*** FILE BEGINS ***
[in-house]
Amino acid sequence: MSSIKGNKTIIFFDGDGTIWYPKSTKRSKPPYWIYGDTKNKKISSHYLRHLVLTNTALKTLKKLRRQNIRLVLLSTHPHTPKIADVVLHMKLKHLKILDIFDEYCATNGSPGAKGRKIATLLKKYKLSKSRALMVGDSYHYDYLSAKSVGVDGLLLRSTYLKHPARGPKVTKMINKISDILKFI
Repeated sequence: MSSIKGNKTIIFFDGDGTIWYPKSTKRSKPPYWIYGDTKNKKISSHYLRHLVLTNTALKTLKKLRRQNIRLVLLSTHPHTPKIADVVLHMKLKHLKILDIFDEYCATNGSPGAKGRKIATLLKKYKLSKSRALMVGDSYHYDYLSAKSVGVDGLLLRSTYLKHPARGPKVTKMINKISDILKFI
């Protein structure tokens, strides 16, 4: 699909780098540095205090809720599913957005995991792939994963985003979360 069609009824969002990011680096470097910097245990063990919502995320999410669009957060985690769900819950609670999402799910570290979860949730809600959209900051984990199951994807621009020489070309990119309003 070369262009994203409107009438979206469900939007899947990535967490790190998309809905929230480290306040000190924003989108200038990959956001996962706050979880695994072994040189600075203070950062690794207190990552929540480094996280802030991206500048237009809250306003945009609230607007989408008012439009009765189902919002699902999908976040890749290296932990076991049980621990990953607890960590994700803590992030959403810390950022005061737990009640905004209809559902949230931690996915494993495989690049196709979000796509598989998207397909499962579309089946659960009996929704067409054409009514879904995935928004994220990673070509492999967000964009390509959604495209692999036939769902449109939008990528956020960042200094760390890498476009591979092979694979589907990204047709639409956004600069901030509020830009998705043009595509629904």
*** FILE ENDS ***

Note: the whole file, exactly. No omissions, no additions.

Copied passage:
[in-house]
Amino acid sequence: MSSIKGNKTIIFFDGDGTIWYPKSTKRSKPPYWIYGDTKNKKISSHYLRHLVLTNTALKTLKKLRRQNIRLVLLSTHPHTPKIADVVLHMKLKHLKILDIFDEYCATNGSPGAKGRKIATLLKKYKLSKSRALMVGDSYHYDYLSAKSVGVDGLLLRSTYLKHPARGPKVTKMINKISDILKFI
Repeated sequence: MSSIKGNKTIIFFDGDGTIWYPKSTKRSKPPYWIYGDTKNKKISSHYLRHLVLTNTALKTLKKLRRQNIRLVLLSTHPHTPKIADVVLHMKLKHLKILDIFDEYCATNGSPGAKGRKIATLLKKYKLSKSRALMVGDSYHYDYLSAKSVGVDGLLLRSTYLKHPARGPKVTKMINKISDILKFI
């Protein structure tokens, strides 16, 4: 699909780098540095205090809720599913957005995991792939994963985003979360 069609009824969002990011680096470097910097245990063990919502995320999410669009957060985690769900819950609670999402799910570290979860949730809600959209900051984990199951994807621009020489070309990119309003 070369262009994203409107009438979206469900939007899947990535967490790190998309809905929230480290306040000190924003989108200038990959956001996962706050979880695994072994040189600075203070950062690794207190990552929540480094996280802030991206500048237009809250306003945009609230607007989408008012439009009765189902919002699902999908976040890749290296932990076991049980621990990953607890960590994700803590992030959403810390950022005061737990009640905004209809559902949230931690996915494993495989690049196709979000796509598989998207397909499962579309089946659960009996929704067409054409009514879904995935928004994220990673070509492999967000964009390509959604495209692999036939769902449109939008990528956020960042200094760390890498476009591979092979694979589907990204047709639409956004600069901030509020830009998705043009595509629904």